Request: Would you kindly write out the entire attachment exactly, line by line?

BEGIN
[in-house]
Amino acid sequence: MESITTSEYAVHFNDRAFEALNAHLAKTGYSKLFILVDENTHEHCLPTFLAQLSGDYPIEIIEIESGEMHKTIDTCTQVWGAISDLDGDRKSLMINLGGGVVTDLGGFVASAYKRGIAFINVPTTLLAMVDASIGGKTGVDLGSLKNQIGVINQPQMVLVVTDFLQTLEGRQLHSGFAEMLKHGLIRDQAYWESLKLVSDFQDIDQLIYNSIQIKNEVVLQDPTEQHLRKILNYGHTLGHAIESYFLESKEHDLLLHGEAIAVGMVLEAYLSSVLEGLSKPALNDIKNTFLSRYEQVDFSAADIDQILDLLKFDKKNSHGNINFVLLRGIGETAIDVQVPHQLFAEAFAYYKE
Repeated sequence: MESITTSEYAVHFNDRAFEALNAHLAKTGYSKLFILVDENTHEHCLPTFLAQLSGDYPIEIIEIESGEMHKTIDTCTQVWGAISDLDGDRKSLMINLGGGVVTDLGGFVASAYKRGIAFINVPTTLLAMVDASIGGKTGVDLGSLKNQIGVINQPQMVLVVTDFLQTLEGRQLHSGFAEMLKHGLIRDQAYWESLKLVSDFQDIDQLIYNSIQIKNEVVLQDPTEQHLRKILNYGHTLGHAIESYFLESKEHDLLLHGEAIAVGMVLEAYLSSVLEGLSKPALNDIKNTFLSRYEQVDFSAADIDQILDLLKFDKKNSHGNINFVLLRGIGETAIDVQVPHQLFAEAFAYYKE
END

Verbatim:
[in-house]
Amino acid sequence: MESITTSEYAVHFNDRAFEALNAHLAKTGYSKLFILVDENTHEHCLPTFLAQLSGDYPIEIIEIESGEMHKTIDTCTQVWGAISDLDGDRKSLMINLGGGVVTDLGGFVASAYKRGIAFINVPTTLLAMVDASIGGKTGVDLGSLKNQIGVINQPQMVLVVTDFLQTLEGRQLHSGFAEMLKHGLIRDQAYWESLKLVSDFQDIDQLIYNSIQIKNEVVLQDPTEQHLRKILNYGHTLGHAIESYFLESKEHDLLLHGEAIAVGMVLEAYLSSVLEGLSKPALNDIKNTFLSRYEQVDFSAADIDQILDLLKFDKKNSHGNINFVLLRGIGETAIDVQVPHQLFAEAFAYYKE
Repeated sequence: MESITTSEYAVHFNDRAFEALNAHLAKTGYSKLFILVDENTHEHCLPTFLAQLSGDYPIEIIEIESGEMHKTIDTCTQVWGAISDLDGDRKSLMINLGGGVVTDLGGFVASAYKRGIAFINVPTTLLAMVDASIGGKTGVDLGSLKNQIGVINQPQMVLVVTDFLQTLEGRQLHSGFAEMLKHGLIRDQAYWESLKLVSDFQDIDQLIYNSIQIKNEVVLQDPTEQHLRKILNYGHTLGHAIESYFLESKEHDLLLHGEAIAVGMVLEAYLSSVLEGLSKPALNDIKNTFLSRYEQVDFSAADIDQILDLLKFDKKNSHGNINFVLLRGIGETAIDVQVPHQLFAEAFAYYKE